More than 27,000 registered with Traditional Medicine Practice Council

The Ghana Traditional Medicine Practice Council (TMPC) has registered 27,103 herbal medicine practitioners as of December 2023. 

The number involves practitioners who sell medicine in raw forms, facilities, manufacturers and spiritual herbalists. 

Numo Blafo III, Public Relations Officer (PRO), who gave out this information in an interview with the Ghana News Agency (GNA), in Accra, said traditional medicine practice was still contributing significantly to health care delivery. 

He said the practice was contributing to the achievement of the Sustainable Development Goal (SDGs) as the health sector was working towards attaining primary healthcare and access to health facilities in the country. 

Herbal medicines are normal and part of the food that we consume and go directly to attack whatever is causing the sickness unlike some orthodox medicines which will only manage the disease,” he stated. 

Numo Blafo said, as herbal medicine practice flourished, it had become a source of employment opportunity for many, adding that most people now patronize herbal medicine than orthodox medicine, so, it’s now big business. “It is not new to us, we departed from it maybe because of the mode of practice.”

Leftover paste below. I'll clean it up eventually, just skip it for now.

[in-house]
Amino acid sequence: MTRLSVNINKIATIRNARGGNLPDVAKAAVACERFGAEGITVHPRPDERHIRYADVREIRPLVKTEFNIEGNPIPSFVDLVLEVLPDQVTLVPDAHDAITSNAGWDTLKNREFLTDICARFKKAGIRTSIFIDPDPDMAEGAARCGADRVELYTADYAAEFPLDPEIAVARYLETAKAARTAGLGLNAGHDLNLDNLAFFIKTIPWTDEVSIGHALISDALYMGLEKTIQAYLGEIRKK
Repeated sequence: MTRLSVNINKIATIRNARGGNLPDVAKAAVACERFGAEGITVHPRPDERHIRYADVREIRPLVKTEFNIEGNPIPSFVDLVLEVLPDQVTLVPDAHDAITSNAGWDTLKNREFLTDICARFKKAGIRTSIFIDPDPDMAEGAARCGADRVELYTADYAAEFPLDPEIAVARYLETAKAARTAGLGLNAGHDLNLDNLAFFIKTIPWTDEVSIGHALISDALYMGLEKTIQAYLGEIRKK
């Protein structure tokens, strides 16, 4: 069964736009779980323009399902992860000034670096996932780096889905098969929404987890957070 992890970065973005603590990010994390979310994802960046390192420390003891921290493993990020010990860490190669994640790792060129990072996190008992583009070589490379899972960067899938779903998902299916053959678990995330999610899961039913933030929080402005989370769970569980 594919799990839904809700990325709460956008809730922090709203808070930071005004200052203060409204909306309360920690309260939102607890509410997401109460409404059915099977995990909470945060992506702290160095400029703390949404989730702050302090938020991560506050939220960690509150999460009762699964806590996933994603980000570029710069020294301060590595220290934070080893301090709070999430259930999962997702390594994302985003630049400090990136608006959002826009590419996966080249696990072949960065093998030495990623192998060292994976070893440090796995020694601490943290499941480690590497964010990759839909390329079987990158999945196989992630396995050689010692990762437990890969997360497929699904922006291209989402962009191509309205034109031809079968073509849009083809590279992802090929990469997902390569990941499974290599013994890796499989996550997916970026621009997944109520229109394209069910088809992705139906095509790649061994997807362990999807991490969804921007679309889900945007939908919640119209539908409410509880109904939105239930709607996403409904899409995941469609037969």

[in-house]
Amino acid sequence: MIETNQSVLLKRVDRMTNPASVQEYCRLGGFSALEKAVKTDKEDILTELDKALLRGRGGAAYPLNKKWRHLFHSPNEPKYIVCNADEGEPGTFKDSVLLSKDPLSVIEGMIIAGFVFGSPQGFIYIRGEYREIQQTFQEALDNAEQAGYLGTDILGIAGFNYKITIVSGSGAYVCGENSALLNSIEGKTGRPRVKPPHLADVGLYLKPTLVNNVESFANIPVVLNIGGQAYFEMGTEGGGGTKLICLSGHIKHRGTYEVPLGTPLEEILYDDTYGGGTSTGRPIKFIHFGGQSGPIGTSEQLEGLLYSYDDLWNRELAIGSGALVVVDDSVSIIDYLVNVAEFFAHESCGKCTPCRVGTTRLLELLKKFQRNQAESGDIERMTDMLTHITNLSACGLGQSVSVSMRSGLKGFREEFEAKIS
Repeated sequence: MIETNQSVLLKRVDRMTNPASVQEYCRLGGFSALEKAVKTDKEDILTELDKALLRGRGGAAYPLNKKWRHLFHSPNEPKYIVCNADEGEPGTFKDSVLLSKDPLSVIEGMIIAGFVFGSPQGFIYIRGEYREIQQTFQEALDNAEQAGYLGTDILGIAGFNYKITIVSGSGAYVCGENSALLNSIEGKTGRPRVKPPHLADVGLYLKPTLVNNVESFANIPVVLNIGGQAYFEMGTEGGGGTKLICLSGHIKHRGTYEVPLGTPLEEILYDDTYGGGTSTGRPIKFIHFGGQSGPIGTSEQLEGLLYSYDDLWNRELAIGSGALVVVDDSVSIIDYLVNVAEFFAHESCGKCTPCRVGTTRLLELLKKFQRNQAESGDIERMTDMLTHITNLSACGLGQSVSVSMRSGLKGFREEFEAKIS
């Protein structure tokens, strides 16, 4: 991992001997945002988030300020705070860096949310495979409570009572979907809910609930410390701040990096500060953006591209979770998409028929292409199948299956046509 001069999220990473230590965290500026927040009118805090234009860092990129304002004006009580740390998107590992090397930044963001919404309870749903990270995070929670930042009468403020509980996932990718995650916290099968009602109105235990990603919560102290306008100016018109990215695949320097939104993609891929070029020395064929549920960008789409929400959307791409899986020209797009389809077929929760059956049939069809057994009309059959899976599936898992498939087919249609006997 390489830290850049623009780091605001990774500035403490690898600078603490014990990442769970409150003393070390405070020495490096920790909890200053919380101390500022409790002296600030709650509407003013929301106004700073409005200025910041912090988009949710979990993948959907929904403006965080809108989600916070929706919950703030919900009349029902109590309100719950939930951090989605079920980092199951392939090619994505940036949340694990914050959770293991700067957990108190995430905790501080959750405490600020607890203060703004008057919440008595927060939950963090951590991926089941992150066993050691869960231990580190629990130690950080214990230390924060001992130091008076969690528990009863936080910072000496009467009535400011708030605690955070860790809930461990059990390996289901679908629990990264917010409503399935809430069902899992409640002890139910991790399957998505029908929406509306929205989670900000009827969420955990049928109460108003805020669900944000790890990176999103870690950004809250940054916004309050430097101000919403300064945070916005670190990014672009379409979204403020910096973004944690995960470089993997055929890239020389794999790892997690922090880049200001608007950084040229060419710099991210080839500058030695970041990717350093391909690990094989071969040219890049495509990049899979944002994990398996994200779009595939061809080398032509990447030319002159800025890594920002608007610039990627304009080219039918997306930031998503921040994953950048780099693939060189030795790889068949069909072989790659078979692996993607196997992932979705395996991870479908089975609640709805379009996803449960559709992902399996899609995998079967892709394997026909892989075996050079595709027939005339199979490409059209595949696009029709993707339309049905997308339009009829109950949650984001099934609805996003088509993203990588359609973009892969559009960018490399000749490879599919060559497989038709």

He said the Kwame Nkrumah university of Science and Technology (KNUST) was training students to become professional medical herbalists to sanitize the system as well as manage herbal medicine units within the government hospitals.  

Numo Blafo  was hopeful that Ghana could become a tourism hub for traditional medicines when things were done right. 

He refuted claims that herbal medicines were giving side effects and kidney diseases, saying, “Everything that you abuse or every medicine that is abused, will always give you a negative effect if you take that risk without precautions.” 

The PRO observed that traditional medicine had taken on a new dimension as most practitioners were using modern technology to diagnose diseases before prescribing any medicine for patients. 

Traditional medicine practice is one of Ghana’s cultural heritage that was used to manage and treat disease conditions that ancestors were facing. 

 They produced knowledge about herbs, plants, natural resources, and parts of animals to manage the conditions of people affected by disease. 

 Even though the practice had existed long before colonialization, it lost its value and recognition due to the introduction of orthodox medicines. 

Over time, traditional medicine practice began to flourish again, which led to the enactment of the TMPC Act 575 in the year 2000, with the responsibility of ensuring the registration of all traditional medical practitioners in the country. 

It is also to regulate their activities by controlling and managing their practices to enable them practice in a safe and very conducive manner. 


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